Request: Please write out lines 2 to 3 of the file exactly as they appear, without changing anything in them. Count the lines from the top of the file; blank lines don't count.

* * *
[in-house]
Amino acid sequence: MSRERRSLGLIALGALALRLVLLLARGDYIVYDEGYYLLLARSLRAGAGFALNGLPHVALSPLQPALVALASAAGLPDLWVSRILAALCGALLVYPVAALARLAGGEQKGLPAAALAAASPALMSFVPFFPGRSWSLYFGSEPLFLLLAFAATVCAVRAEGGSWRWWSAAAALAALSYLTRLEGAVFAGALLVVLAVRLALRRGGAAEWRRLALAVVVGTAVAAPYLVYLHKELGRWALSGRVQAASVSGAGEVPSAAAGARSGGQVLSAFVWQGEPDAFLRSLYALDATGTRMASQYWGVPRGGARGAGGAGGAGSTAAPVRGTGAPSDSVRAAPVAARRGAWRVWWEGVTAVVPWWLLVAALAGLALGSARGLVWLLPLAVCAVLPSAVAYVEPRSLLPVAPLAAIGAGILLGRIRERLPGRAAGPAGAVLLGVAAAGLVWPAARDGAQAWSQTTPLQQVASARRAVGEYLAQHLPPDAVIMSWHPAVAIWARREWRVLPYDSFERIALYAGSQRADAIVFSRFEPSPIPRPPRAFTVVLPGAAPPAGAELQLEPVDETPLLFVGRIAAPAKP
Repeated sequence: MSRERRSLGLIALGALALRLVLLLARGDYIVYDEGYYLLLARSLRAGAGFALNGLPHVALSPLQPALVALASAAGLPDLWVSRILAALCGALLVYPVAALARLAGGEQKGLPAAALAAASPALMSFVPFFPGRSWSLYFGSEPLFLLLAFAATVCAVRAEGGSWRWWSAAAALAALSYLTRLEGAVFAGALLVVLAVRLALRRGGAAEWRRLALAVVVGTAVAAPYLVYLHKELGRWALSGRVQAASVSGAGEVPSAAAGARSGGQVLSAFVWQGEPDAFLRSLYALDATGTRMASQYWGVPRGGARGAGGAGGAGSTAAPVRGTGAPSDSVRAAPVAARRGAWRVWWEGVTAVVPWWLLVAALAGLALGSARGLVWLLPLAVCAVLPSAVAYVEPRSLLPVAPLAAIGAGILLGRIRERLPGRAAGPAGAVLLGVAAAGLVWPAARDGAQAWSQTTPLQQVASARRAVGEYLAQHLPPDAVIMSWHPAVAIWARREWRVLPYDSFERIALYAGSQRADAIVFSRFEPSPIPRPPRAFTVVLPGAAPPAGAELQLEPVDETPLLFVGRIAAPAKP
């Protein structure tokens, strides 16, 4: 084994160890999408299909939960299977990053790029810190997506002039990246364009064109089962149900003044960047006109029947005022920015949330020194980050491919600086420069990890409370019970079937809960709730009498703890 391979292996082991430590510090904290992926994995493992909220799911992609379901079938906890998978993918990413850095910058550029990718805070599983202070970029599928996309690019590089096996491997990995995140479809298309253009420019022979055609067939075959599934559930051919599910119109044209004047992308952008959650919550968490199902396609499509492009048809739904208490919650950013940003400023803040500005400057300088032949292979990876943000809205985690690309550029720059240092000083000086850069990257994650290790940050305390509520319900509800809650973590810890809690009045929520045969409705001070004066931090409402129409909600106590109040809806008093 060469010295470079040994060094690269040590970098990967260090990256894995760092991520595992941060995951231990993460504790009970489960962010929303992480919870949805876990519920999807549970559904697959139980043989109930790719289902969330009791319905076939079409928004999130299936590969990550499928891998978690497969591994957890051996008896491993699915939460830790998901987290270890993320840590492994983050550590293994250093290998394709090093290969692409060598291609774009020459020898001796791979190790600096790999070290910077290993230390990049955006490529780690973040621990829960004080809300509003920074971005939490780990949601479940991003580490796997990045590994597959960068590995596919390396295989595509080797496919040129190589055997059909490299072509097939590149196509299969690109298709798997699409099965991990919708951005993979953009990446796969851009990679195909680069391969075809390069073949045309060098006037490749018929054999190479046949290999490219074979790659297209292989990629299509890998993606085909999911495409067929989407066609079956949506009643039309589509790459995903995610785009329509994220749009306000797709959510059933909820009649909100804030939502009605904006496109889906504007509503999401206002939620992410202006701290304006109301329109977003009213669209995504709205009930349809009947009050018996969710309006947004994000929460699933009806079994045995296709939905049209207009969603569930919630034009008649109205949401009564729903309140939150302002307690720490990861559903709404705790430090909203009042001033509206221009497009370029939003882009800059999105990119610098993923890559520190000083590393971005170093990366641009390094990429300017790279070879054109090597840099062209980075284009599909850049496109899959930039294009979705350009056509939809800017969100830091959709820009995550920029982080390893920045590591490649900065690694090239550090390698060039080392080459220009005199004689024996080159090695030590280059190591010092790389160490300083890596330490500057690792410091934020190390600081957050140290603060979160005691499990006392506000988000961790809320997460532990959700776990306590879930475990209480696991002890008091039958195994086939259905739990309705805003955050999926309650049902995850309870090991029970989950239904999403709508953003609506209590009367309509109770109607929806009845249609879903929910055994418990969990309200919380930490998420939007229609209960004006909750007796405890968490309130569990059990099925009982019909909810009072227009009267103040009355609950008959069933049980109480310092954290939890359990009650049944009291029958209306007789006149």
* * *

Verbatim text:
Amino acid sequence: MSRERRSLGLIALGALALRLVLLLARGDYIVYDEGYYLLLARSLRAGAGFALNGLPHVALSPLQPALVALASAAGLPDLWVSRILAALCGALLVYPVAALARLAGGEQKGLPAAALAAASPALMSFVPFFPGRSWSLYFGSEPLFLLLAFAATVCAVRAEGGSWRWWSAAAALAALSYLTRLEGAVFAGALLVVLAVRLALRRGGAAEWRRLALAVVVGTAVAAPYLVYLHKELGRWALSGRVQAASVSGAGEVPSAAAGARSGGQVLSAFVWQGEPDAFLRSLYALDATGTRMASQYWGVPRGGARGAGGAGGAGSTAAPVRGTGAPSDSVRAAPVAARRGAWRVWWEGVTAVVPWWLLVAALAGLALGSARGLVWLLPLAVCAVLPSAVAYVEPRSLLPVAPLAAIGAGILLGRIRERLPGRAAGPAGAVLLGVAAAGLVWPAARDGAQAWSQTTPLQQVASARRAVGEYLAQHLPPDAVIMSWHPAVAIWARREWRVLPYDSFERIALYAGSQRADAIVFSRFEPSPIPRPPRAFTVVLPGAAPPAGAELQLEPVDETPLLFVGRIAAPAKP
Repeated sequence: MSRERRSLGLIALGALALRLVLLLARGDYIVYDEGYYLLLARSLRAGAGFALNGLPHVALSPLQPALVALASAAGLPDLWVSRILAALCGALLVYPVAALARLAGGEQKGLPAAALAAASPALMSFVPFFPGRSWSLYFGSEPLFLLLAFAATVCAVRAEGGSWRWWSAAAALAALSYLTRLEGAVFAGALLVVLAVRLALRRGGAAEWRRLALAVVVGTAVAAPYLVYLHKELGRWALSGRVQAASVSGAGEVPSAAAGARSGGQVLSAFVWQGEPDAFLRSLYALDATGTRMASQYWGVPRGGARGAGGAGGAGSTAAPVRGTGAPSDSVRAAPVAARRGAWRVWWEGVTAVVPWWLLVAALAGLALGSARGLVWLLPLAVCAVLPSAVAYVEPRSLLPVAPLAAIGAGILLGRIRERLPGRAAGPAGAVLLGVAAAGLVWPAARDGAQAWSQTTPLQQVASARRAVGEYLAQHLPPDAVIMSWHPAVAIWARREWRVLPYDSFERIALYAGSQRADAIVFSRFEPSPIPRPPRAFTVVLPGAAPPAGAELQLEPVDETPLLFVGRIAAPAKP